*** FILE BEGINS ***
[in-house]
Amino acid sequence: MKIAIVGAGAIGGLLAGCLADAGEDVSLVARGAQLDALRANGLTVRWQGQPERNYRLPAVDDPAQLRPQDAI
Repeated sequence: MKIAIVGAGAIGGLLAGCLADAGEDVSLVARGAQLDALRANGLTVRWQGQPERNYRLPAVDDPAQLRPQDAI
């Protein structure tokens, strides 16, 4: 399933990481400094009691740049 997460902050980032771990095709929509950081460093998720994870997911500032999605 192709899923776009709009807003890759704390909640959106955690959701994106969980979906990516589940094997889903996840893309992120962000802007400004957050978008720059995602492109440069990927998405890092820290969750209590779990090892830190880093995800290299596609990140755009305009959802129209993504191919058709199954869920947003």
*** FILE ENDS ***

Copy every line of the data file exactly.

[in-house]
Amino acid sequence: MKIAIVGAGAIGGLLAGCLADAGEDVSLVARGAQLDALRANGLTVRWQGQPERNYRLPAVDDPAQLRPQDAI
Repeated sequence: MKIAIVGAGAIGGLLAGCLADAGEDVSLVARGAQLDALRANGLTVRWQGQPERNYRLPAVDDPAQLRPQDAI
């Protein structure tokens, strides 16, 4: 399933990481400094009691740049 997460902050980032771990095709929509950081460093998720994870997911500032999605 192709899923776009709009807003890759704390909640959106955690959701994106969980979906990516589940094997889903996840893309992120962000802007400004957050978008720059995602492109440069990927998405890092820290969750209590779990090892830190880093995800290299596609990140755009305009959802129209993504191919058709199954869920947003």